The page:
2. I deal constructively with hypocrisy by first dealing with it in myself
While all sin isn’t hypocritical, we all have pockets of hypocrisy; sins that we refuse to deal with while pretending to be better than we are. We may not even be aware of them. Dealing with our own hypocrisy is part of growing in Christ. In fact, if God showed us all our hypocrisies at once, we’d be overwhelmed. But facing our hypocrisies, as the Spirit reveals them, not only helps us to grow, it humbles us. We tend to be less harsh with others who have the same struggles. And we have more wisdom in how to help them become real. This leads to the next observation:
3. I deal constructively with hypocrisy by being more vulnerable and open myself about my own struggles and failures
One of elements which provides fertile soil for hypocrisy to flourish in a church, or anywhere, is a general lack of spiritual candidness. If the pastor, or the believers in the local church seldom reveal their own spiritual struggles and failures, then this encourages everyone to clam up and pretend to be fine, even when they’re not. A marriage may be falling apart, but the couple is all smiles on Sunday morning. A man who’s fading in his walk with God shouts the loudest “Amens!” Conversely, when we’re appropriately honest (the Christian life is tough) others feel more able to relax and be real.
4. I deal constructively with hypocrisy by deeply caring about the hypocrite
Jesus hates hypocrisy, but He loves hypocrites. He died for them. If we allow ourselves to merely reject and disdain hypocrites, we’re not following Him. He wants us to love everyone, even hypocrites, to weep over them, to pray for them and, if possible, to reach out to them and help free them. Which leads to the next point:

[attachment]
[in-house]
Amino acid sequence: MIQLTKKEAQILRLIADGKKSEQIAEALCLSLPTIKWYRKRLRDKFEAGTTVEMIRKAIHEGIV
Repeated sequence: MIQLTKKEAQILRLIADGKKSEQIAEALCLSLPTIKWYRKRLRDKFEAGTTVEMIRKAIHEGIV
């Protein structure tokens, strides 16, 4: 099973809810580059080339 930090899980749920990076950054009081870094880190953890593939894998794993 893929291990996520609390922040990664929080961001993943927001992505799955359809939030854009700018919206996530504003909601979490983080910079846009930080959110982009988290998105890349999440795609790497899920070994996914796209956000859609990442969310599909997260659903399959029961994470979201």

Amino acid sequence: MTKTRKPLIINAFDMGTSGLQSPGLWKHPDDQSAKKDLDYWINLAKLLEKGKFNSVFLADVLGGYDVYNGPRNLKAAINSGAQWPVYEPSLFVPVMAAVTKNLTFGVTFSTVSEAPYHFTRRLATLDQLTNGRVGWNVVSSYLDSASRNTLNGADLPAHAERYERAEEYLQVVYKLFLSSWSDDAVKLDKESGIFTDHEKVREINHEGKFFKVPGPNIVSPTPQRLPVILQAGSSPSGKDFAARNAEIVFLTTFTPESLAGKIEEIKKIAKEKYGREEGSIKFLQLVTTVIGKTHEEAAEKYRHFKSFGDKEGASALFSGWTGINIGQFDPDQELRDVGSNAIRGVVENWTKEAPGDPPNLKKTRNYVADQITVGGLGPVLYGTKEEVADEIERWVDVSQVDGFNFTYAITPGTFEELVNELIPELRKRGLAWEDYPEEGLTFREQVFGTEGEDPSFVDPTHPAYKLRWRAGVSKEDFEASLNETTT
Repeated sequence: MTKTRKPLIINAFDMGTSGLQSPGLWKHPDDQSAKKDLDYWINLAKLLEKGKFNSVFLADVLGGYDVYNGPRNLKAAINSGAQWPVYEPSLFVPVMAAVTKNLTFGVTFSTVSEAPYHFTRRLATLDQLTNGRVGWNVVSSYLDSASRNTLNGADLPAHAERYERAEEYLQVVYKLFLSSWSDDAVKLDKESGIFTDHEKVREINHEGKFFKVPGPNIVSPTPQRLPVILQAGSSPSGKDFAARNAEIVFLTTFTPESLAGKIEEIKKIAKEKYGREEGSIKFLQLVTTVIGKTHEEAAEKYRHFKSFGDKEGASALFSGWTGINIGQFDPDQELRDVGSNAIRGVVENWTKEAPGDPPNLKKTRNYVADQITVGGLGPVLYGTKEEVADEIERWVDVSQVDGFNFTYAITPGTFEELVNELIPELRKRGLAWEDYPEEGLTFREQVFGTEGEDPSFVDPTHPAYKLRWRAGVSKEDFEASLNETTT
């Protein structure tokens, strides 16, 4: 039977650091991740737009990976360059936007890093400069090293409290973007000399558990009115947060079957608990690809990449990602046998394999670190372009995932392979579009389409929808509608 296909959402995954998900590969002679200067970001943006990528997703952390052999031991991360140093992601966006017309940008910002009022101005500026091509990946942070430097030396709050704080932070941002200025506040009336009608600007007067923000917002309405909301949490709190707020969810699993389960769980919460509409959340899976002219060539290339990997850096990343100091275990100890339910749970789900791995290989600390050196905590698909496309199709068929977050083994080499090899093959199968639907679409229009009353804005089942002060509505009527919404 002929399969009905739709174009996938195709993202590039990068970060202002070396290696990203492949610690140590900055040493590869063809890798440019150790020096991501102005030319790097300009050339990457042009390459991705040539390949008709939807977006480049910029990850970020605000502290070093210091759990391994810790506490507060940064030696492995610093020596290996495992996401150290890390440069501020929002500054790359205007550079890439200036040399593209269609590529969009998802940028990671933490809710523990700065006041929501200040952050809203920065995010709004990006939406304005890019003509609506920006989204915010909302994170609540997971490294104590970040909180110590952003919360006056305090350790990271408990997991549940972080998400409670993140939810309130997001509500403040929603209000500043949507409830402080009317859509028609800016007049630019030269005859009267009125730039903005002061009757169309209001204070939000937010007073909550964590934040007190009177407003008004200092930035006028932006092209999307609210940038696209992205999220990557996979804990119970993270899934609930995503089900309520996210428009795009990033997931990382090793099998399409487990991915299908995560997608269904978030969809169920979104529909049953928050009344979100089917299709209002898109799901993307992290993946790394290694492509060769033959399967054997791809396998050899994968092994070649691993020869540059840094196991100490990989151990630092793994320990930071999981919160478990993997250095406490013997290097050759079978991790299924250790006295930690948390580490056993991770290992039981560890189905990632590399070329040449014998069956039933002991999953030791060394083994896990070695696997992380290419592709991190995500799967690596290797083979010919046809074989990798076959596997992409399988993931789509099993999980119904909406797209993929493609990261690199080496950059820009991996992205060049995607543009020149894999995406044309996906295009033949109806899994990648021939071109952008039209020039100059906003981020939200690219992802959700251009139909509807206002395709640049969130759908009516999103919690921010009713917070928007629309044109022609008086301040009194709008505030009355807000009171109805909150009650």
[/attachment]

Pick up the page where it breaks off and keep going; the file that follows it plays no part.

5. I deal constructively with hypocrisy when I stay connected with the church
Leaving a particular church because of deep-seated hypocrisy, may, at times be a necessary option. But leaving all churches, is a cop-out. In fact, it’s usually an excuse given by people who aren’t seriously following God anyway. Nowhere in Scripture are we given freedom to abandon Christ’s Body just because of its flaws. Paul, forceful as he could sometimes be, kept connected with the churches. So did Jesus (read the letters to the seven churches in Revelation).
6. I deal constructively with hypocrisy when I focus more on Jesus than on His followers
The church, even in its better moments, is not our ultimate hope. We are hampered by our human limitations and imperfect even when we are sincere. Be inspired by the godly, but don’t overdo it. Jesus is our hope. Jesus is the only perfect example. Spend most of your time focused on Him. He alone is worthy. The church, at its best, is still a messy place filled with people in process. God is doing His work in us, but it is a slow two steps forward and one step backward process.
Let me be blunt as I close. By all means, hate hypocrisy. Fight against it, especially in yourself. But if you let it separate you from serving God’s people in His Body, the church, you are making a tragic and sinful mistake. Jesus loves His church, hypocrites and all and so should we.